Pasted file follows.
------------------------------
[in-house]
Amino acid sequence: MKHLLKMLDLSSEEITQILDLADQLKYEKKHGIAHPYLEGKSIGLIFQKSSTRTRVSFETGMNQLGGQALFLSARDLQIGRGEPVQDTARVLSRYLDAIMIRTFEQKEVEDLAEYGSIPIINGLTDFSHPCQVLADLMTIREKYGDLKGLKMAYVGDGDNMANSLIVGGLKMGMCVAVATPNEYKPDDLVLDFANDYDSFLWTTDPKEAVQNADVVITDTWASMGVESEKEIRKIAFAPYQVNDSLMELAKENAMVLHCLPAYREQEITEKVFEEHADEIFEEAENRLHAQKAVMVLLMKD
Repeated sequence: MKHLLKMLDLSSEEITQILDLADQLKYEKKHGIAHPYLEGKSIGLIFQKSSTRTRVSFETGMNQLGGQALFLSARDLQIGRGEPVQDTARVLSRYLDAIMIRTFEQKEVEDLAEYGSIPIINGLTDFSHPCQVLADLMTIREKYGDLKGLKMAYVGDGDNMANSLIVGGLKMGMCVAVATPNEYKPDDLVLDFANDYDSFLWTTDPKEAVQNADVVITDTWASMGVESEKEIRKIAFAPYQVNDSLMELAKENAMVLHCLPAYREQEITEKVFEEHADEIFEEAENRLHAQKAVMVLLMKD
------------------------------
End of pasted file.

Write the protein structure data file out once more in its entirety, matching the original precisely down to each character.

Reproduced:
[in-house]
Amino acid sequence: MKHLLKMLDLSSEEITQILDLADQLKYEKKHGIAHPYLEGKSIGLIFQKSSTRTRVSFETGMNQLGGQALFLSARDLQIGRGEPVQDTARVLSRYLDAIMIRTFEQKEVEDLAEYGSIPIINGLTDFSHPCQVLADLMTIREKYGDLKGLKMAYVGDGDNMANSLIVGGLKMGMCVAVATPNEYKPDDLVLDFANDYDSFLWTTDPKEAVQNADVVITDTWASMGVESEKEIRKIAFAPYQVNDSLMELAKENAMVLHCLPAYREQEITEKVFEEHADEIFEEAENRLHAQKAVMVLLMKD
Repeated sequence: MKHLLKMLDLSSEEITQILDLADQLKYEKKHGIAHPYLEGKSIGLIFQKSSTRTRVSFETGMNQLGGQALFLSARDLQIGRGEPVQDTARVLSRYLDAIMIRTFEQKEVEDLAEYGSIPIINGLTDFSHPCQVLADLMTIREKYGDLKGLKMAYVGDGDNMANSLIVGGLKMGMCVAVATPNEYKPDDLVLDFANDYDSFLWTTDPKEAVQNADVVITDTWASMGVESEKEIRKIAFAPYQVNDSLMELAKENAMVLHCLPAYREQEITEKVFEEHADEIFEEAENRLHAQKAVMVLLMKD